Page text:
September 2019: Good for Butterflies

September 2019 has seen some beautiful weather allowing butterflies to remain active. As I write on September 21st, Painted Lady butterflies are numerous in flower-rich areas feeding prior to their departure southwards. The continued presence in the Painted Lady is most likely due to the large-scale successive migration events and breeding, leading to a succession of Irish-born Painted Lady butterflies.

After days of concentrated feeding, Painted Ladies leave Ireland. I observed a Painted Lady at Lullybeg on September 20th engage in behaviour that I had never seen before. It had been taking nectar on Devil’s-bit Scabious in a broad sheltered track during sunny, breezy conditions with the temperature at around 21 Celsius. Quite suddenly, it flew vertically upwards at speed climbing until it disappeared from view. This may have been a migration event. Research in Britain in 2009 found that not only does the Painted Lady fly southwards from Britain and Ireland to Europe in autumn, it also migrates at altitude.

It is this high-altitude flight, out of sight of observers that for so long convinced scientists that the entire British and Irish Painted Lady populations merely died off when cold conditions (temperatures below 6 Celsius) arrived in autumn. (Incidentally, the butterfly does not die at 5 or 4 Celsius.) The behaviour I saw at Lullybeg is certainly consistent with the high altitude migration method discovered by Rebecca Nesbit at Rothamsted Research in 2009.

September has thrown up some nice surprises. Butterfly Conservation Ireland member Pat Bell has had two Comma butterflies in his lovely garden in Maynooth, in County Kildare, where the figs he grows have drawn these remarkable butterflies to stay for several days. A stunning newly emerged Comma was observed on Butterfly Conservation Ireland’s reserve at Lullybeg, County Kildare, taking nectar on Devil’s-bit Scabious. This is the first time Commas have been observed on the reserve, bringing the number of butterfly species recorded there over the past three years to 24 species. Tantalisingly, two additional species, the Holly Blue and Clouded Yellow have been seen very close to the reserve.

Clouded Yellows are being seen now-both in coastal areas (see Myrtle Parker’s records for the Cork coast for September 17th) and inland-two were seen in Lullymore on September 20th. Keep a close watch for this beautiful fast-flying and striking butterfly.

The Red Admiral, another migrant, is now appearing in good numbers. It has been greatly outnumbered by Painted Ladies this year; usually, it is the Red Admiral that is the most numerous migrant. The specimens I saw yesterday were in perfect condition, clearly just hatched. Like its more numerous relative, the Painted Lady, Red Admirals will move southwards soon.

Small Tortoiseshells are feeding eagerly too but they have other plans. They are residents; they will stick it out over our long, dull winter in its dry hibernation quarters until better times arrive in spring when it will emerge to breed. The vast bulk of the Peacock population is already in hibernation, with only the occasional individual still feeding. The Brimstone, a member of the white family of butterflies is likewise undercover now with just a small number still feeding. I saw just one, a male, on Friday, and this one fed only skittishly and abruptly roosted at 2:44 pm, in glorious sunshine.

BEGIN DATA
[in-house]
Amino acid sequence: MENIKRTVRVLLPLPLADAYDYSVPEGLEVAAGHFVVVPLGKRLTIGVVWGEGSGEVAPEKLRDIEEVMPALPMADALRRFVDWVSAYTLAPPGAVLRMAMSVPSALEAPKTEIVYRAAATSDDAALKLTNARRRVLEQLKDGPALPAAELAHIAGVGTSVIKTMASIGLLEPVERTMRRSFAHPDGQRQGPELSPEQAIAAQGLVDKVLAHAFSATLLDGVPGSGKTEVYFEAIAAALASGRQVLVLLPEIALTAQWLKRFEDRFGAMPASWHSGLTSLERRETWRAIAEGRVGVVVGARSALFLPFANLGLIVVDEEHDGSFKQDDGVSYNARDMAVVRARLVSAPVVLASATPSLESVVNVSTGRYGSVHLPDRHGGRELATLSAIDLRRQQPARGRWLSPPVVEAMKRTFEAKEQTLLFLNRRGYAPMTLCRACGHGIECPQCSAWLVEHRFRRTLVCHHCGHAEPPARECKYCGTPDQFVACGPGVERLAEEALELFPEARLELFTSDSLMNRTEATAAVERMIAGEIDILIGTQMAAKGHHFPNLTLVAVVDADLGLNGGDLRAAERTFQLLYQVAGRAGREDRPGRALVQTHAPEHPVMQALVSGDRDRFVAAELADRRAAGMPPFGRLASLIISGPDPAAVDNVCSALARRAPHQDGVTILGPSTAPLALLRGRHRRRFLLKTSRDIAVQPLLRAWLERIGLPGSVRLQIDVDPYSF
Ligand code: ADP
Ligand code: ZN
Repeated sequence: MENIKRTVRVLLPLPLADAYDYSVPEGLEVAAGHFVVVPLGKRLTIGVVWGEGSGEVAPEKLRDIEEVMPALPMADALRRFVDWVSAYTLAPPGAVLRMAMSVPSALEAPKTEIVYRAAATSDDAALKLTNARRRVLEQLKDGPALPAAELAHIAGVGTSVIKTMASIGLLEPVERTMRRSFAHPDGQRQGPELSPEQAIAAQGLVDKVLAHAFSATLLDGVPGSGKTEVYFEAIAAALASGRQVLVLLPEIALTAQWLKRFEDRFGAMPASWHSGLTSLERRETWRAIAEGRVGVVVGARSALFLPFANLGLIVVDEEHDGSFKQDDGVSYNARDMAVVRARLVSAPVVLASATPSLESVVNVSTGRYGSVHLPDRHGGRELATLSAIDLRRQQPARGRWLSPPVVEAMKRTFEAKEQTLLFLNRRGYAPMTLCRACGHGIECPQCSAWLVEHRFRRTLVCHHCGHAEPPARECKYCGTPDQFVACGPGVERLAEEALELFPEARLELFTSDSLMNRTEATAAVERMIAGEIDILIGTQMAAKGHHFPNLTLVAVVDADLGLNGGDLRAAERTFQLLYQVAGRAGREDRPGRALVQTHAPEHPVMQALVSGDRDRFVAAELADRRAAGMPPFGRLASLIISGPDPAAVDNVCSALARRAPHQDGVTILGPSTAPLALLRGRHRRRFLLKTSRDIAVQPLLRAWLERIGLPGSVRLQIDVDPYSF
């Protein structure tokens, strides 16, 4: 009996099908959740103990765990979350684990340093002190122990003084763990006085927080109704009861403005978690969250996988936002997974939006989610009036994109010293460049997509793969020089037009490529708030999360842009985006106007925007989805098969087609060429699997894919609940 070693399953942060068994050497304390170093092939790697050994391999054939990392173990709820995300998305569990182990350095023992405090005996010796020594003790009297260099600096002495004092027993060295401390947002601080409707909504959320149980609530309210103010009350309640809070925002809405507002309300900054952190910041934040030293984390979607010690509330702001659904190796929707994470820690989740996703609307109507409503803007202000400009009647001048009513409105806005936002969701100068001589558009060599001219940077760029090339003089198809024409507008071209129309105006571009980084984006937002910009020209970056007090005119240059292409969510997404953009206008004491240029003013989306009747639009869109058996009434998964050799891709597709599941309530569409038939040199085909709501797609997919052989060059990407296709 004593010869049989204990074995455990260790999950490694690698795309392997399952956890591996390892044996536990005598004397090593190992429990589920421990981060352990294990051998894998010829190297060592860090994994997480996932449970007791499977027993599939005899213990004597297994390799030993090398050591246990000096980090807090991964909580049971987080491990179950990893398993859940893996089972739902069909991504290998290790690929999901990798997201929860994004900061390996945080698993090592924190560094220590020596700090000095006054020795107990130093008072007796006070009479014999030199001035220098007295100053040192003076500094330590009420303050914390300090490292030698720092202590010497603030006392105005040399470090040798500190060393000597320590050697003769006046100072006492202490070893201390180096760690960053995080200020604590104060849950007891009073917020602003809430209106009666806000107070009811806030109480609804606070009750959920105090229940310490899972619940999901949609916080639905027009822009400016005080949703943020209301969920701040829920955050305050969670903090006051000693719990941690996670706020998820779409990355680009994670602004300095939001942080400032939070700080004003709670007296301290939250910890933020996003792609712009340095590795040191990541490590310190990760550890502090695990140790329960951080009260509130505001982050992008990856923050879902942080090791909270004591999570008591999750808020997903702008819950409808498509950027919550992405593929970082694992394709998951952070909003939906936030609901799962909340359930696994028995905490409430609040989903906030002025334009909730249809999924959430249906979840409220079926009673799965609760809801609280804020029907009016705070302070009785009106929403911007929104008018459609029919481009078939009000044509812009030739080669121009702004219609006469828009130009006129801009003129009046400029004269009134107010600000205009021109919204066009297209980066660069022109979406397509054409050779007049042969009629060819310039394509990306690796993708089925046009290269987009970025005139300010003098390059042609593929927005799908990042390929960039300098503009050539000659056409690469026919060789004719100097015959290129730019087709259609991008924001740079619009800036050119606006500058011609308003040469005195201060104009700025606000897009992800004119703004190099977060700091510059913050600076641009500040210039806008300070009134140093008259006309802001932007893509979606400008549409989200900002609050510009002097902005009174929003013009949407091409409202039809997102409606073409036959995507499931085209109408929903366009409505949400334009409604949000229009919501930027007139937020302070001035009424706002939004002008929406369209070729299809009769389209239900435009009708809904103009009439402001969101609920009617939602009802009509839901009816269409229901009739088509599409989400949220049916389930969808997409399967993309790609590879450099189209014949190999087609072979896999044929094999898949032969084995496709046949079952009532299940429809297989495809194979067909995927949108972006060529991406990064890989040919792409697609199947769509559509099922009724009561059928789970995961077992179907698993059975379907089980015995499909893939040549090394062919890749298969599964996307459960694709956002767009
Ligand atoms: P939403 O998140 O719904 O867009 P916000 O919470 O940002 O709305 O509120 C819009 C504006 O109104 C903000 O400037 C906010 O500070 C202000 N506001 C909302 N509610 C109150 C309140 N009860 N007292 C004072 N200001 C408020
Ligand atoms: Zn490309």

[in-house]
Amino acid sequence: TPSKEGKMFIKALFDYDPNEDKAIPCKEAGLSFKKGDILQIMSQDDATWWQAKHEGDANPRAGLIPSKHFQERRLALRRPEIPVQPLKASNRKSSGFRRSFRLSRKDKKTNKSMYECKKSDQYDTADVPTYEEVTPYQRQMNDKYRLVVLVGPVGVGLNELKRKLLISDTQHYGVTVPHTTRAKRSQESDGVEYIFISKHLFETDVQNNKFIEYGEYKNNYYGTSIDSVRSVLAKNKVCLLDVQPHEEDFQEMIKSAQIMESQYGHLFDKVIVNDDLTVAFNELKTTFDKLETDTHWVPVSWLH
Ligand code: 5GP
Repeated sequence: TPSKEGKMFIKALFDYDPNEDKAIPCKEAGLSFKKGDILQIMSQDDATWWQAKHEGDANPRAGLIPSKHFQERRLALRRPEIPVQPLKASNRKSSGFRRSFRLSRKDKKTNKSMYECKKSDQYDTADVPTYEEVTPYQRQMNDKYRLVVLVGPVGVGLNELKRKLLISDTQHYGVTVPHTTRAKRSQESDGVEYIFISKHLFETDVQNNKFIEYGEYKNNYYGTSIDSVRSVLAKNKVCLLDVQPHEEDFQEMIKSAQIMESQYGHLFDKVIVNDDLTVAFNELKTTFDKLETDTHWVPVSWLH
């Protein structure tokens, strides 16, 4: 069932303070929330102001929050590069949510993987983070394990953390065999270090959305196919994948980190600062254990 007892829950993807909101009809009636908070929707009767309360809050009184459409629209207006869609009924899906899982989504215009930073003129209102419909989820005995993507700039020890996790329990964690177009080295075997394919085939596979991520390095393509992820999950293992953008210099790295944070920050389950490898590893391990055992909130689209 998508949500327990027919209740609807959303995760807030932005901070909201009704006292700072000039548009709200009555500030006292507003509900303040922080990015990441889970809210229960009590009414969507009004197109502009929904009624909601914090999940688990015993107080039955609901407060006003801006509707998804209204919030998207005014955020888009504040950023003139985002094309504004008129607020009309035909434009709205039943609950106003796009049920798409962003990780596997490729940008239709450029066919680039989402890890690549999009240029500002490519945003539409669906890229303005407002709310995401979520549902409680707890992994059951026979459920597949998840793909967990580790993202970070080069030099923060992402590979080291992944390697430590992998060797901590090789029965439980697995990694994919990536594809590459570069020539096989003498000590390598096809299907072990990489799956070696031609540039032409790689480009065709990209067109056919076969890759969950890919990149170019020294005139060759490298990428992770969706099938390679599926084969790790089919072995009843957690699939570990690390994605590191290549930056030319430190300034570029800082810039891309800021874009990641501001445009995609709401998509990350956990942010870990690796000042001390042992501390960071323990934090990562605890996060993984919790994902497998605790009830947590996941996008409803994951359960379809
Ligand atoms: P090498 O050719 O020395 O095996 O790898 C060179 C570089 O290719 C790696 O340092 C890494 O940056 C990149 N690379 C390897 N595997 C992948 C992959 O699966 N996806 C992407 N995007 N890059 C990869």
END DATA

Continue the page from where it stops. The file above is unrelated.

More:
The lovely weather of the past week, borrowed from summer, is now over. The final week of September is set to be unsettled, with rain and wind. We will most likely be saying farewell to most of our 2019 butterflies.

Now onto our autumn moths. We have some autumn moths with soft or muted ‘autumn’ colours. The Pink-barred Sallow is somewhat gaudier but its colours are soft, in tandem with the gentler and sombre colours of the autumn season. Many of these species breed on trees and some of these species are busy mating and egg-laying. Some are feeding up for winter. Like the over-wintering butterfly species, these will breed in spring.

Some moths will do so without males-the female Red-green Carpet moth will mate in autumn and hibernate until warmer weather arrives when it will lay eggs on oak, Common Blackthorn, Rowan and other trees.  Male Red-green Carpets die in autumn.  The Black Rustic moth looks a little sinister, rather like a cloaked grim-reaper figure. This moth breeds on Tufted Hair-grass, heathers and clovers. The Beaded Chestnut has an autumn leaf colour. Its larva feeds on herbaceous plants and when older it tackled Common Hawthorn and other trees. This species is numerous in wild gardens.

Autumn is a busy time for butterflies and moths. Keep an eye on flowering ivy over the coming weeks for late butterflies and moths.  Please do not trim ivy in autumn or winter- it feeds and shelters many species. Trim it back in spring, if necessary. When cutting tall grassland vegetation in the garden, leave some patches for over-wintering insects. Finally, take care when bringing turf or logs indoors to burn over the coming weeks because butterflies often conceal themselves withing log and turf stores to pass the winter. Place any butterfly in a cool, dry space to pass the colder months in safety. Release the butterfly in spring when you see butterflies in the wild. This will typically happen later in March during warm, sunny weather.

A pristine Red Admiral. © J.Harding.
Small Tortoiseshell feeding before going into hibernation. © J. Harding.
Male Clouded Yellow on Common Knapweed at Lullymore, County Kildare. © J.Harding.
This male Brimstone roosted shortly after feeding on this Devil’s-bit Scabious bloom. © J.Harding.
Pink-barred Sallow. © J. Harding.
Black Rustic. © J.Harding.
Beaded Chestnut. © J. Harding.

 

 

 

 

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